Ahmed Abu Hashem threaten by soldier for documenting occupation (photo: Palestine Solidarity Project)
The New York Times piece on the Palestinian “rite of passage” of throwing stones in the West Bank village of Beit Ummar has gotten a lot of criticism, but one thing the critics have missed is the piece’s misrepresentation of Jewish settlers who were targeted by Palestinian boys throwing stones. In one case, the settlers were “tending trees.” In another case, they were just passing by a Palestinian funeral when kids targeted their cars. “Whack.” The settlers then got out to shout at the Palestinians, and soldiers arrived, with guns.
Israeli forces detained Mohammad Al-Alami outside funeral August 1, 2013
Is that the full context? No. Settlers have been trying to take Beit Ummar’s land, settlements virtually surround the Palestinian village and choke it because it is prized territory in land the settlers want to annex.
Judge for yourself from these recent accounts of settler attacks on Palestinians in Beit Ummar that the New York Times left out:
Ma’an News reports on Friday August 2, 2013 about an attack the day before: Settlers attack Palestinians at funeral near Hebron:
Clashes broke out after Israeli forces along with settlers attacked a Palestinian funeral in Beit Ummar north of Hebron on Thursday, a local activist said.
Forces detained Mohammad Al-Alami, 23, according to Mohammad Ayyad Awad, spokesman of the popular committee to resist the wall and the settlements in Beit Ummar.
He said that that Palestinians were participating in a funeral when a settler parked near the Islamic cemetery struck one of the attendants. Fighting broke out and Israeli forces arrived to help the settlers.
Ayyad said journalists were not allowed to film the incident.
The International Middle East Media Center (IMEMC) reported on that same attack in Beit Ummar on Thursday August 1st: Several Palestinians Injured Near Hebron:
Palestinian medical sources in Hebron, in the southern part of the occupied West Bank, have reported Thursday [August 1, 2013] that several Palestinians have been injured, and one has been kidnapped, after Israeli soldiers and settlers attacked a funeral procession in Beit Ummar town, north of the city.
Media spokesperson of the Popular Committee Against the Wall in Beit Ummar, Mohammad Awad, told the Radio Bethlehem 2000 that a number of settlers attacked a funeral procession in the town, as they were leaving a local graveyard, and also attacked a local reporter identified as Nayef al-Hashlamon.
Israeli soldiers arrived at the scene and attacked the Palestinian instead of removing the settlers.
Awad also stated that he was also attacked by a settler woman who tried to slap him in the face as he tried to take pictures of the attack, and that the soldiers pushed him around causing his camera to drop, and kidnapped one youth identified as Ahmad Younis Al-Allami, 23, after violently beating him.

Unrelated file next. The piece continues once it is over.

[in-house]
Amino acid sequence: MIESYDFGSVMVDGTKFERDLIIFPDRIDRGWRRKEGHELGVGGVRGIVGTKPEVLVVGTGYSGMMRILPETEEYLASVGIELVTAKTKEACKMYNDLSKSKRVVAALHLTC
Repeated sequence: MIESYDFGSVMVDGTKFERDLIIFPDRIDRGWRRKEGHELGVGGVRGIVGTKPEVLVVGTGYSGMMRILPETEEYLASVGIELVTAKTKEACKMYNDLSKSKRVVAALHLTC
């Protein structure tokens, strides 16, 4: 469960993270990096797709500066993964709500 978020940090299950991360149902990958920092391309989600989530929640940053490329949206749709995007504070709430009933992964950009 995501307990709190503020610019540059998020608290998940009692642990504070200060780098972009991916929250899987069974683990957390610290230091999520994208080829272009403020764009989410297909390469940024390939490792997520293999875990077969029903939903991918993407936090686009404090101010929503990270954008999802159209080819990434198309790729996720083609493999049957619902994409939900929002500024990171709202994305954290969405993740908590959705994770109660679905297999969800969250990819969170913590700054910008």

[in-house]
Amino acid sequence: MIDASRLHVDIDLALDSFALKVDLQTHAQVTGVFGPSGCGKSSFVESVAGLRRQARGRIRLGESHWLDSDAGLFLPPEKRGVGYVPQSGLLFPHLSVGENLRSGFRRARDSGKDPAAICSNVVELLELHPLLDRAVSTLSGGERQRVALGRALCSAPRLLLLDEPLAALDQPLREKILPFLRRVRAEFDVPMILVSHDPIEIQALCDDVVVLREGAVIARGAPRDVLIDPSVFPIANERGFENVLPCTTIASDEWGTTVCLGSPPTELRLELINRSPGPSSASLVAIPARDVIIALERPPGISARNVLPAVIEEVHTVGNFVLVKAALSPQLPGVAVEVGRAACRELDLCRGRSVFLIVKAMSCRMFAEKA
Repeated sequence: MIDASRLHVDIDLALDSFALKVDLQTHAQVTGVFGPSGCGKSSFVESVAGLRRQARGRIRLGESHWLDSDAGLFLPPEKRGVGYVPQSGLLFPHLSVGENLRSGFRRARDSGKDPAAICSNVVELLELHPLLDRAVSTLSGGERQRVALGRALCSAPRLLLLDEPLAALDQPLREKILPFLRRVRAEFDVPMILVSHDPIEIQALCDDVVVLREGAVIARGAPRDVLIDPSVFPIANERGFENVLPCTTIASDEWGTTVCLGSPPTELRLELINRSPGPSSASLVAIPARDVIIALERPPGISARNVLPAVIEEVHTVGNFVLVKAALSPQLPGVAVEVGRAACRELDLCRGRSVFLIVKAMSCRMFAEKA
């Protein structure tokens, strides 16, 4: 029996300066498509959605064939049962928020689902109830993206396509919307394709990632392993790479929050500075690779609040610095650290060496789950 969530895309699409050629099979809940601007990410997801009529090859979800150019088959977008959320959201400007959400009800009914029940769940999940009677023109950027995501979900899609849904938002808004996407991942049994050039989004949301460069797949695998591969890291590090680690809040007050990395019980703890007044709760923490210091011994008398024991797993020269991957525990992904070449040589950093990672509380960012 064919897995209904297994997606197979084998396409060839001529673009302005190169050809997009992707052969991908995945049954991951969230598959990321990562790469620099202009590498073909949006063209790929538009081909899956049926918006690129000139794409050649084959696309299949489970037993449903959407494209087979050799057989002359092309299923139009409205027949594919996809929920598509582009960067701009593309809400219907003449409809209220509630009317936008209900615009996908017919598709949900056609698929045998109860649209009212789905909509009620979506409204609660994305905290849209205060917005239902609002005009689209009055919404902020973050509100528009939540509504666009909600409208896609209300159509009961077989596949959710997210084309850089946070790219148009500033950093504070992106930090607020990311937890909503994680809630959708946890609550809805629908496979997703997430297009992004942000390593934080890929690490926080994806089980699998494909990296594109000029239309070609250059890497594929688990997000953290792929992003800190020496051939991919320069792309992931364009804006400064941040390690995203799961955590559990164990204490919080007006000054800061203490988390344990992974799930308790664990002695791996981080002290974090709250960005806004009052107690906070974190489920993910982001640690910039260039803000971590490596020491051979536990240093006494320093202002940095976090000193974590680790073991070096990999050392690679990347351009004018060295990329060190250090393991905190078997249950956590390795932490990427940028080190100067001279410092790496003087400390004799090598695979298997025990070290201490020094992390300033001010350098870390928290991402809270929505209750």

There have been numerous incidents of similar attacks against locals participating in burial ceremonies and funeral processions in Hebron leading to dozens of injuries and several arrests.
Now here is the Times’s “rite of passage” article, covering a Palestinian rock thrower after that funeral. Notice how it brings in the cemetery as a site of Palestinian attacks.
And then there is the 200-year-old cemetery that slopes up from the road just north of the village entrance.
On Thursday, after the burial of a 63-year-old retired teacher, a teenager hurled a rock at a passing car with yellow Israeli plates: whack. Another teenager, two more stones: another direct hit.
The settlers stopped their car, got out, and began shouting at the small crowd. Soon, there were soldiers, rifles raised and tear gas at the ready, who eventually hauled a Palestinian taxi driver into a waiting army jeep.
Which is rather curious reporting, given the earlier reports that settlers attacked the funeral procession in Beit Ummar. The Times did not offer any quotes from Mohammad Awad, the media spokesperson for Beit Ummar’s popular committee who was present during the attack that day, nor did it point out that journalists were attacked by the settlers.
Further down in that article, the Times documents the arrest of Muhammad Abu Hashem (which we covered on July 8th, the day of the arrest):
It was the June funeral of a 2-year-old girl accidentally crushed by a relative’s bulldozer that led to his most recent arrest. “They were shooting gas, and I was with my mother in the car while the soldiers’ jeep was entering the town,” Muhammad admitted to a police officer after the arrest. “So I got out and threw stones at them.”